AIFuture technologyContent creationLLMsAI-driven content creation: Future of Large Language Models (LLMs)
Sherlin Jannet

Sherlin Jannet

6 min read

Humans are afraid of what the future holds. A significant portion of this fear can be attributed to progressing technologies. Modern technology and specifically artificial intelligence is advancing faster than man can comprehend—resulting in the assumption of a worst-case scenario—will Artificial Intelligence replace people?

Douglas Adams, author of “The Hitchhiker’s Guide to the Galaxy” describes our reaction to technologies with a set of rules— one of them being: “Anything that gets invented after you’re thirty is against the natural order of things and the beginning of the end of civilisation as we know it until it’s been around for about ten years when it gradually turns out to be alright really”. The way I see it, Artificial Intelligence will not replace us but rather advance us to more strategic roles. To be more forward, people using AI will replace job roles with basic or menial tasks.

There’s no time like now to learn to leverage AI so that your business has a competitive advantage over others and will stand out in the industry. And we’re here to help you start-off. This article explains large language models—the AI used in content creation and unravels three significant features that LLM’s will be capable of in the future, to give you an insight into the future of content creation.

What are LLMs?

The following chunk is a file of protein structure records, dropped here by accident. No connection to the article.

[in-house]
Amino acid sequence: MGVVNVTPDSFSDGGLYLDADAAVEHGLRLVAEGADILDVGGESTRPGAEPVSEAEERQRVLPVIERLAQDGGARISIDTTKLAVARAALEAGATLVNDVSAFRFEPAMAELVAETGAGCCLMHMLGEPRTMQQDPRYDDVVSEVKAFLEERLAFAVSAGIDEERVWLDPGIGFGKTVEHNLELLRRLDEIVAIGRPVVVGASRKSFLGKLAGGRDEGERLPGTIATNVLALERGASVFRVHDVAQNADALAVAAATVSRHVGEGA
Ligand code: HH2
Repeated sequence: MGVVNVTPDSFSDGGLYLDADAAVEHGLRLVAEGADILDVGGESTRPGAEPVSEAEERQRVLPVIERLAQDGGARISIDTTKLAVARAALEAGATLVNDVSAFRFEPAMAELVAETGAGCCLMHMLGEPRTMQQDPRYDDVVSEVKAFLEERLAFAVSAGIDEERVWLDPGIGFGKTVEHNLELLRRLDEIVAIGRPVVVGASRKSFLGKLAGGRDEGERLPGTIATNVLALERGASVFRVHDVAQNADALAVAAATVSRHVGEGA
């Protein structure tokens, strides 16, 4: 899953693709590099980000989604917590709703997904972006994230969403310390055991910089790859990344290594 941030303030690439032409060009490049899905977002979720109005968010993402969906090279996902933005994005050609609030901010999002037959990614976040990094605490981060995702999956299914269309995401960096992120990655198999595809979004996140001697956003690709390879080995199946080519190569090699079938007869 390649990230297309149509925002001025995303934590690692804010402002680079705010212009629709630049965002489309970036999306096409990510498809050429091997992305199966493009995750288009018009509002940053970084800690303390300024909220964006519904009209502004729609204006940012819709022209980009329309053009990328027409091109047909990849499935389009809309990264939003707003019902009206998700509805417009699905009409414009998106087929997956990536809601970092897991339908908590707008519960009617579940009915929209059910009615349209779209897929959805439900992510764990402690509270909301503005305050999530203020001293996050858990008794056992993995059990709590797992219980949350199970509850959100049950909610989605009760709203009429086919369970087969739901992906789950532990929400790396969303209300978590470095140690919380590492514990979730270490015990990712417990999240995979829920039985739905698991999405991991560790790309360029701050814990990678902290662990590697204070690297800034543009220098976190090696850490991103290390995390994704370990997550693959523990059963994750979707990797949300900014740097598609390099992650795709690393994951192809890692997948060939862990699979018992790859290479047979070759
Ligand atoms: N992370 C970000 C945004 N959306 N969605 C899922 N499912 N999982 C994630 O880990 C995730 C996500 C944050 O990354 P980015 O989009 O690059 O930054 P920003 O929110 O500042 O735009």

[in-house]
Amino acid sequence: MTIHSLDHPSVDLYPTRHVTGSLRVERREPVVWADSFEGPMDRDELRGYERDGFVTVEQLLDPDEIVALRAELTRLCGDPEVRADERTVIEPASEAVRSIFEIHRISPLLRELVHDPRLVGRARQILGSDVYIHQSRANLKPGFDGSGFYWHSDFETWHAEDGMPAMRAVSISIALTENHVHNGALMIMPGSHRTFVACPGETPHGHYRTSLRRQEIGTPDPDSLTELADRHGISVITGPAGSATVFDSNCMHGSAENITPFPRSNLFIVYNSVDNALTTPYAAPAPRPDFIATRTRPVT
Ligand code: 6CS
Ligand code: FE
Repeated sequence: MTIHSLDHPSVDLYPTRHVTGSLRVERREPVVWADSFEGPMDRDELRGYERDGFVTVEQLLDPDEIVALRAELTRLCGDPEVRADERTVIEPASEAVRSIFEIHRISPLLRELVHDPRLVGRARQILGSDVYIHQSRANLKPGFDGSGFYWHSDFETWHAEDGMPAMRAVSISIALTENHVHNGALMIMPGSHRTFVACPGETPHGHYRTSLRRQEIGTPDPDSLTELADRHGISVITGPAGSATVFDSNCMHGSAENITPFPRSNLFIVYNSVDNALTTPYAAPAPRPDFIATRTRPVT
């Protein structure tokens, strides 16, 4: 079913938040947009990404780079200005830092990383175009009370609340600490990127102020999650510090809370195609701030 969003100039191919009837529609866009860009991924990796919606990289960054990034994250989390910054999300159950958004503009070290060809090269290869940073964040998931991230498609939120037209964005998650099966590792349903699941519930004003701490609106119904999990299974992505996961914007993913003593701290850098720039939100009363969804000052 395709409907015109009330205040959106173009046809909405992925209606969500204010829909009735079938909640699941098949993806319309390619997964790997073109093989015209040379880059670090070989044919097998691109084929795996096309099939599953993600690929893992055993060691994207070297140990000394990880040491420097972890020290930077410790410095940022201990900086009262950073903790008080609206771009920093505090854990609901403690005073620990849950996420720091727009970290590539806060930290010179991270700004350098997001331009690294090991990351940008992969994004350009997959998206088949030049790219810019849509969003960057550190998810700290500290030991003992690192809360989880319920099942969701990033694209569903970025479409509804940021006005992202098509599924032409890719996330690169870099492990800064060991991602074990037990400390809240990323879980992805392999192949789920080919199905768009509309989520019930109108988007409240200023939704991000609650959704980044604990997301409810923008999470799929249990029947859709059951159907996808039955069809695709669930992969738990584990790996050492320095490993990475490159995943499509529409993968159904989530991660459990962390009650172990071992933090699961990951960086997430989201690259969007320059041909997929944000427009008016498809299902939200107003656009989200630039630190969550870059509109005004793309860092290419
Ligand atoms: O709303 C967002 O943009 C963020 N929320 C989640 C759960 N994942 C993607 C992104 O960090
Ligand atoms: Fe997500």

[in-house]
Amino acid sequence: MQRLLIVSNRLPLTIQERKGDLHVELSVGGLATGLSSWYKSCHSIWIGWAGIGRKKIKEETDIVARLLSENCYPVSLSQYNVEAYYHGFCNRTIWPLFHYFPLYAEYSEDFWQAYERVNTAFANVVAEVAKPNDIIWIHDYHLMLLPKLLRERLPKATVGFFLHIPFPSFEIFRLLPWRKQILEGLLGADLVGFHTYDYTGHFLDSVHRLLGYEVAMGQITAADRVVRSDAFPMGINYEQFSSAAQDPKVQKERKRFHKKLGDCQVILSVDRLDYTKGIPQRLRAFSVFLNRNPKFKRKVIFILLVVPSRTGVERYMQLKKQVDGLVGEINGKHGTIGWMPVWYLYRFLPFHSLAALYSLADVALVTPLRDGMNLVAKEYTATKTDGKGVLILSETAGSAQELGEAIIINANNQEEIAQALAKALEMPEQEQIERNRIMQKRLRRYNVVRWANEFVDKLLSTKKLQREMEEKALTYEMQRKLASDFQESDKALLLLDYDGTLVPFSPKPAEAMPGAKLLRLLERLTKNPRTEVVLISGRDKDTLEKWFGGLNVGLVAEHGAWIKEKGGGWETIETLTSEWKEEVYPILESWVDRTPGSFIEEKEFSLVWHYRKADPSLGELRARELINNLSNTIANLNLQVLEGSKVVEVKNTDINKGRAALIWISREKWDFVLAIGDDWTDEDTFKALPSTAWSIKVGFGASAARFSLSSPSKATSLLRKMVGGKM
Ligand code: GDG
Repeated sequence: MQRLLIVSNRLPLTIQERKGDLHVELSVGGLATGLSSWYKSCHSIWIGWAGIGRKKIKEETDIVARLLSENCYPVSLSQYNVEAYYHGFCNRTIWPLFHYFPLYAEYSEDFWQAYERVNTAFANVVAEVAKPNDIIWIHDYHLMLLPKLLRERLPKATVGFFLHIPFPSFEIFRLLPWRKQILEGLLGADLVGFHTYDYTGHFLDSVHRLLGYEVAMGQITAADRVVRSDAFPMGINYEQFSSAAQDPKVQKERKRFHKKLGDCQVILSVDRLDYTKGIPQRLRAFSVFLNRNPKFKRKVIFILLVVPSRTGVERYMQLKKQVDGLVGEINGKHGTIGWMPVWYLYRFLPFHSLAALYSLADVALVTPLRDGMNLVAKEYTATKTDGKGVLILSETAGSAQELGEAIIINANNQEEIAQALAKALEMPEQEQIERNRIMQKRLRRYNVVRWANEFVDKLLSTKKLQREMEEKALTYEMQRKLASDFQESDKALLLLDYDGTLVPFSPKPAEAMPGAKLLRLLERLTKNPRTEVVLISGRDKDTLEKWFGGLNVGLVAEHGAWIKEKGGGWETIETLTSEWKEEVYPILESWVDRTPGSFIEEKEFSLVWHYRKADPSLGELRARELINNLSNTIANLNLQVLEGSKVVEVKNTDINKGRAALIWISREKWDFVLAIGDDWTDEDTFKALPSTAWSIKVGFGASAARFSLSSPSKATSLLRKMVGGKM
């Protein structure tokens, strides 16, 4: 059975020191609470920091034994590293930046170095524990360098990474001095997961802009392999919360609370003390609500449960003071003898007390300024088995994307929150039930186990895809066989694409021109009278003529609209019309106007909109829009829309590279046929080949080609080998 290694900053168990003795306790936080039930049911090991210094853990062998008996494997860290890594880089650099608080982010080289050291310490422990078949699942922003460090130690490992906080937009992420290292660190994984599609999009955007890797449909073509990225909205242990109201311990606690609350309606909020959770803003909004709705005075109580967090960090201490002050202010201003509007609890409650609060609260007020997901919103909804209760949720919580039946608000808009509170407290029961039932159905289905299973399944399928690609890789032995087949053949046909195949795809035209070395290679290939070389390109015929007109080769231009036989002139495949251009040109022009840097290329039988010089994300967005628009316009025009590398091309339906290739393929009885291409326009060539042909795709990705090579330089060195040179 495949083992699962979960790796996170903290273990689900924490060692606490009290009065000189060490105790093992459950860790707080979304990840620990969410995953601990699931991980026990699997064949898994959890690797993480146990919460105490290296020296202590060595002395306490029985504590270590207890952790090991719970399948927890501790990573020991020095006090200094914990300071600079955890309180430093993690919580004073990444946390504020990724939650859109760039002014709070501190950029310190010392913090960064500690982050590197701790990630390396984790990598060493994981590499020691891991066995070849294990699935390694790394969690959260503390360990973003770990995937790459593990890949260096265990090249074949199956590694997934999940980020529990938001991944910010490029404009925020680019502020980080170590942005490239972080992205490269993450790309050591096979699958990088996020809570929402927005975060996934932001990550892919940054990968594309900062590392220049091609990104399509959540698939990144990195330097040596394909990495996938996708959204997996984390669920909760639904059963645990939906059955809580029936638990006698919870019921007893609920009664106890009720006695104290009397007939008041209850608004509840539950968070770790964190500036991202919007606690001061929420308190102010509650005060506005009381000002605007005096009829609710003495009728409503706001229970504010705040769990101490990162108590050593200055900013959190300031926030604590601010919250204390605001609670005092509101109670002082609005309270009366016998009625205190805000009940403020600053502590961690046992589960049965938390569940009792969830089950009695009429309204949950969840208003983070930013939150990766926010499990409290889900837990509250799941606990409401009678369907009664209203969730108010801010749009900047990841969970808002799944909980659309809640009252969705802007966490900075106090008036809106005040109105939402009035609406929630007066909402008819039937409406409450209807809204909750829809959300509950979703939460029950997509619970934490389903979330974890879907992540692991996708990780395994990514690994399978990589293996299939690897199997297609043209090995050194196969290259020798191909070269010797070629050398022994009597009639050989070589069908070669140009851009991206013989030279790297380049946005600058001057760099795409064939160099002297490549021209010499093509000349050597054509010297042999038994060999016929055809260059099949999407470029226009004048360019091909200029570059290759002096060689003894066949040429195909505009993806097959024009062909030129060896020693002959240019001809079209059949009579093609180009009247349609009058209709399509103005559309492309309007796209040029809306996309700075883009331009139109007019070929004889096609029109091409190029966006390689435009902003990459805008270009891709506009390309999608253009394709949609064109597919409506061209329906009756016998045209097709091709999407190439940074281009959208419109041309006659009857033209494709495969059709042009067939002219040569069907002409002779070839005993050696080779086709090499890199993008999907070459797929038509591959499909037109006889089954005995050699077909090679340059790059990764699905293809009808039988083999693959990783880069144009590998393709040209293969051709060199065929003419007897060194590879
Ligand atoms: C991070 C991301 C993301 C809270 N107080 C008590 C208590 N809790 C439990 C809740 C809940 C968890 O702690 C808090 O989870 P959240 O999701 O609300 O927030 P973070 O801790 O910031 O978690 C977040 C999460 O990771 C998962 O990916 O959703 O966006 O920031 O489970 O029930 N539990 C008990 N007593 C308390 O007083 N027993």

Imagine a robot that knows a lot of words and understands how they fit together to form a language. This robot has also read a lot of books on several different topics. It can now have a conversation with you about anything from the books or even answer questions on its topics. This robot is called a Large Language Model.

Large language models are trained on large amounts of data which they run through several parameters in the model to produce suitable and meaningful text in response to prompts. This is called Natural Language processing (NLP) by which computers can learn to interpret, imitate and interact with human beings in an unconventional manner. For example, chat-bots are a product of large language models.

Examples of LLMs

  1. LaMDA (Language Model for Dialogue Applications) - this model was designed to have a more natural and engaging conversation with users, It can discern various subtleties and engage in open-ended discussions.

  2. LLaMA (Large Language Model Meta AI) – the language model was developed by Facebook’s Meta and is similar to other LLMs. Compared to other models it requires fewer resources and less computing power. Access to this model is restricted and requires an application to be submitted.

  3. Bloom (BigScience Large Open-Science Open-Access Multilingual Language Model) – it is a multilingual LLM. It can generate text in 46 natural languages and 13 programming languages.

  4. GPT-3 (Generative Pre-trained Transformer 3) – this model is part of the GPT series developed by Open AI. It is trained on an extensive amount of data. GPT – 3 can be fine-tuned to perform several tasks such as translation, summarization, question-answering and text-completion.

  5. GPT-4 (Generative Pre-trained Transformer 4) – a predecessor of GPT-3—it was trained on a larger dataset and has 175 billion parameters, while GPT-3 has 17 billion parameters. Added to what the previous model does, GPT-4 can perform tasks such as reading image and audio inputs, translate text to other languages and solve math problems to name a few.

  6. GPT-5 (Generative Pre-trained Transformer 5) – the LLM is yet to be released but is predicted to be much advanced to GPT-4, with the ability to detect sarcasm and irony, expanded knowledge base and even rumours of AGI, which is when machines can think on their own, similar to human